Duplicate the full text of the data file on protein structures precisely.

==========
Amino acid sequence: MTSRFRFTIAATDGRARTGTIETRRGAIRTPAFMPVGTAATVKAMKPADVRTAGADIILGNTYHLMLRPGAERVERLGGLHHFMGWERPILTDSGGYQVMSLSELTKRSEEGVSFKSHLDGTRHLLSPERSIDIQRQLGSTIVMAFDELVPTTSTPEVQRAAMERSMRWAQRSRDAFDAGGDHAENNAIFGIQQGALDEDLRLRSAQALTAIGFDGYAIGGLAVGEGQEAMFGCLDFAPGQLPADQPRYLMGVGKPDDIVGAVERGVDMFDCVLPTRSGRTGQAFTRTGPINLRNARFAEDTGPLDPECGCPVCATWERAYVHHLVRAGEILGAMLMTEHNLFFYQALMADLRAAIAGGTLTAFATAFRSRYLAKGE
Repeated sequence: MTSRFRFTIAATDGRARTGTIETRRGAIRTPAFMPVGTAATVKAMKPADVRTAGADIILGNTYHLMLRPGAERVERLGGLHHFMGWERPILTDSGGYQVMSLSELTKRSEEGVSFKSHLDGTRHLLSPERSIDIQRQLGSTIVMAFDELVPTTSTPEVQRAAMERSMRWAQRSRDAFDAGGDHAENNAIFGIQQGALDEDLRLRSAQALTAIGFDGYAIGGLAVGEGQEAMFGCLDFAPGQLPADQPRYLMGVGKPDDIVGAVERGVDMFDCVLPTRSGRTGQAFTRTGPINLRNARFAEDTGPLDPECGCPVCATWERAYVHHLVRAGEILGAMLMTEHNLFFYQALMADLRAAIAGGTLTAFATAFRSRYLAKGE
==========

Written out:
Amino acid sequence: MTSRFRFTIAATDGRARTGTIETRRGAIRTPAFMPVGTAATVKAMKPADVRTAGADIILGNTYHLMLRPGAERVERLGGLHHFMGWERPILTDSGGYQVMSLSELTKRSEEGVSFKSHLDGTRHLLSPERSIDIQRQLGSTIVMAFDELVPTTSTPEVQRAAMERSMRWAQRSRDAFDAGGDHAENNAIFGIQQGALDEDLRLRSAQALTAIGFDGYAIGGLAVGEGQEAMFGCLDFAPGQLPADQPRYLMGVGKPDDIVGAVERGVDMFDCVLPTRSGRTGQAFTRTGPINLRNARFAEDTGPLDPECGCPVCATWERAYVHHLVRAGEILGAMLMTEHNLFFYQALMADLRAAIAGGTLTAFATAFRSRYLAKGE
Repeated sequence: MTSRFRFTIAATDGRARTGTIETRRGAIRTPAFMPVGTAATVKAMKPADVRTAGADIILGNTYHLMLRPGAERVERLGGLHHFMGWERPILTDSGGYQVMSLSELTKRSEEGVSFKSHLDGTRHLLSPERSIDIQRQLGSTIVMAFDELVPTTSTPEVQRAAMERSMRWAQRSRDAFDAGGDHAENNAIFGIQQGALDEDLRLRSAQALTAIGFDGYAIGGLAVGEGQEAMFGCLDFAPGQLPADQPRYLMGVGKPDDIVGAVERGVDMFDCVLPTRSGRTGQAFTRTGPINLRNARFAEDTGPLDPECGCPVCATWERAYVHHLVRAGEILGAMLMTEHNLFFYQALMADLRAAIAGGTLTAFATAFRSRYLAKGE